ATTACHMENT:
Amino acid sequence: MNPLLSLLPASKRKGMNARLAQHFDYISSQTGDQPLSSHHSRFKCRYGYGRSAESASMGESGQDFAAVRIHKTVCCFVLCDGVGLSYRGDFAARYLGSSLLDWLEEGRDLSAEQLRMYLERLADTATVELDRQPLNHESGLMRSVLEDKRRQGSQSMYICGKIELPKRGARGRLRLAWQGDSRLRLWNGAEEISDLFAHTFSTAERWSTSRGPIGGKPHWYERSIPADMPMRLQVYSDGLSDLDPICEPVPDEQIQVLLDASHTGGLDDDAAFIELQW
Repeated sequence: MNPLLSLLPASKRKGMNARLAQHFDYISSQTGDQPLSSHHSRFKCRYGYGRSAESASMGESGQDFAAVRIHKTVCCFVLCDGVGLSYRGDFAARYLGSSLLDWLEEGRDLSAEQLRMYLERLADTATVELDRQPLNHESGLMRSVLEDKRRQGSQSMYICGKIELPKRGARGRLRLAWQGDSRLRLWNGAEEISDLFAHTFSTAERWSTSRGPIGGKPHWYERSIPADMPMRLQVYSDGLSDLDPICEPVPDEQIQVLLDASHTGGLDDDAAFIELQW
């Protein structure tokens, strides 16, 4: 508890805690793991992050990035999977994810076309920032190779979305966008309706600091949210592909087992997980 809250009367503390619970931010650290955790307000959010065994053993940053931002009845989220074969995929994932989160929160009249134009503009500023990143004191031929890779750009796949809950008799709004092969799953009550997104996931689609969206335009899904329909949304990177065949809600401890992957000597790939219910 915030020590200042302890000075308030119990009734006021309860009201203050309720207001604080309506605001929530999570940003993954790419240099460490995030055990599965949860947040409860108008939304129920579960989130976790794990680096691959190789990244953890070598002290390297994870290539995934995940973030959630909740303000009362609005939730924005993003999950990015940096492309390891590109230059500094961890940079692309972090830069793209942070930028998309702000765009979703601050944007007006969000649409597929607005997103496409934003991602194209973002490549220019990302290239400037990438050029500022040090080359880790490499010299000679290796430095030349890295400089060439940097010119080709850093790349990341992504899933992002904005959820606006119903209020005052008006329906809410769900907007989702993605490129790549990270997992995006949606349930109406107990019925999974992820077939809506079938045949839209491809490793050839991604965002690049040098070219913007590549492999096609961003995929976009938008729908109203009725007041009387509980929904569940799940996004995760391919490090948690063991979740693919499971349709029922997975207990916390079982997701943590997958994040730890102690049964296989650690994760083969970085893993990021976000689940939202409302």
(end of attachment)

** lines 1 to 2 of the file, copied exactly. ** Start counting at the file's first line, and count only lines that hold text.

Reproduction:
Amino acid sequence: MNPLLSLLPASKRKGMNARLAQHFDYISSQTGDQPLSSHHSRFKCRYGYGRSAESASMGESGQDFAAVRIHKTVCCFVLCDGVGLSYRGDFAARYLGSSLLDWLEEGRDLSAEQLRMYLERLADTATVELDRQPLNHESGLMRSVLEDKRRQGSQSMYICGKIELPKRGARGRLRLAWQGDSRLRLWNGAEEISDLFAHTFSTAERWSTSRGPIGGKPHWYERSIPADMPMRLQVYSDGLSDLDPICEPVPDEQIQVLLDASHTGGLDDDAAFIELQW
Repeated sequence: MNPLLSLLPASKRKGMNARLAQHFDYISSQTGDQPLSSHHSRFKCRYGYGRSAESASMGESGQDFAAVRIHKTVCCFVLCDGVGLSYRGDFAARYLGSSLLDWLEEGRDLSAEQLRMYLERLADTATVELDRQPLNHESGLMRSVLEDKRRQGSQSMYICGKIELPKRGARGRLRLAWQGDSRLRLWNGAEEISDLFAHTFSTAERWSTSRGPIGGKPHWYERSIPADMPMRLQVYSDGLSDLDPICEPVPDEQIQVLLDASHTGGLDDDAAFIELQW